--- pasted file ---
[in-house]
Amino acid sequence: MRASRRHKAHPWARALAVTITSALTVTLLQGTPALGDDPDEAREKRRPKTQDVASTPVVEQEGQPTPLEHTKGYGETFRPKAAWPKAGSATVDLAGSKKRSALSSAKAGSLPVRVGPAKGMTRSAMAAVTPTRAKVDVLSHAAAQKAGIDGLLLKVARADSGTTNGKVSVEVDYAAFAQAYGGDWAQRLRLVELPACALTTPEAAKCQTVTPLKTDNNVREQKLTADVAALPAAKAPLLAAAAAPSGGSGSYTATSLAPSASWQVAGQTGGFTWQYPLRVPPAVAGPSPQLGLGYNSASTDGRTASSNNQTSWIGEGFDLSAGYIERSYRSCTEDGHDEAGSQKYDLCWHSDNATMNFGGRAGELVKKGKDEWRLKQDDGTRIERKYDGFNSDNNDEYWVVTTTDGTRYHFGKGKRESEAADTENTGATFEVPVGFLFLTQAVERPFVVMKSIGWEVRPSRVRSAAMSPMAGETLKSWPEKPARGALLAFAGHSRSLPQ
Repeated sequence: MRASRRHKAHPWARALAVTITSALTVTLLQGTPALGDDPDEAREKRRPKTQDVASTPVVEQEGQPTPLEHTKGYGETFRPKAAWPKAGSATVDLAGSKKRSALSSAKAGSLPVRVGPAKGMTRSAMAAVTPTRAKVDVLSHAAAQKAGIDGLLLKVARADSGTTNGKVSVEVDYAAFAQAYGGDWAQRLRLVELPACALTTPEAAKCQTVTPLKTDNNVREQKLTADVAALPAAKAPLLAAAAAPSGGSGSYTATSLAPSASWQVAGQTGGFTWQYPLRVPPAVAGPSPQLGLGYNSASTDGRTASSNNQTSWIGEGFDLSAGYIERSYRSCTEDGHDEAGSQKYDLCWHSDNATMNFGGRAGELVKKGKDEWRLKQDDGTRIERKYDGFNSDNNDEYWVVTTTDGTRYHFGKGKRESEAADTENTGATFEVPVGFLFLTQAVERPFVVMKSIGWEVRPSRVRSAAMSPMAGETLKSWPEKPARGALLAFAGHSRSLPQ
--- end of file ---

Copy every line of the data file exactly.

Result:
[in-house]
Amino acid sequence: MRASRRHKAHPWARALAVTITSALTVTLLQGTPALGDDPDEAREKRRPKTQDVASTPVVEQEGQPTPLEHTKGYGETFRPKAAWPKAGSATVDLAGSKKRSALSSAKAGSLPVRVGPAKGMTRSAMAAVTPTRAKVDVLSHAAAQKAGIDGLLLKVARADSGTTNGKVSVEVDYAAFAQAYGGDWAQRLRLVELPACALTTPEAAKCQTVTPLKTDNNVREQKLTADVAALPAAKAPLLAAAAAPSGGSGSYTATSLAPSASWQVAGQTGGFTWQYPLRVPPAVAGPSPQLGLGYNSASTDGRTASSNNQTSWIGEGFDLSAGYIERSYRSCTEDGHDEAGSQKYDLCWHSDNATMNFGGRAGELVKKGKDEWRLKQDDGTRIERKYDGFNSDNNDEYWVVTTTDGTRYHFGKGKRESEAADTENTGATFEVPVGFLFLTQAVERPFVVMKSIGWEVRPSRVRSAAMSPMAGETLKSWPEKPARGALLAFAGHSRSLPQ
Repeated sequence: MRASRRHKAHPWARALAVTITSALTVTLLQGTPALGDDPDEAREKRRPKTQDVASTPVVEQEGQPTPLEHTKGYGETFRPKAAWPKAGSATVDLAGSKKRSALSSAKAGSLPVRVGPAKGMTRSAMAAVTPTRAKVDVLSHAAAQKAGIDGLLLKVARADSGTTNGKVSVEVDYAAFAQAYGGDWAQRLRLVELPACALTTPEAAKCQTVTPLKTDNNVREQKLTADVAALPAAKAPLLAAAAAPSGGSGSYTATSLAPSASWQVAGQTGGFTWQYPLRVPPAVAGPSPQLGLGYNSASTDGRTASSNNQTSWIGEGFDLSAGYIERSYRSCTEDGHDEAGSQKYDLCWHSDNATMNFGGRAGELVKKGKDEWRLKQDDGTRIERKYDGFNSDNNDEYWVVTTTDGTRYHFGKGKRESEAADTENTGATFEVPVGFLFLTQAVERPFVVMKSIGWEVRPSRVRSAAMSPMAGETLKSWPEKPARGALLAFAGHSRSLPQ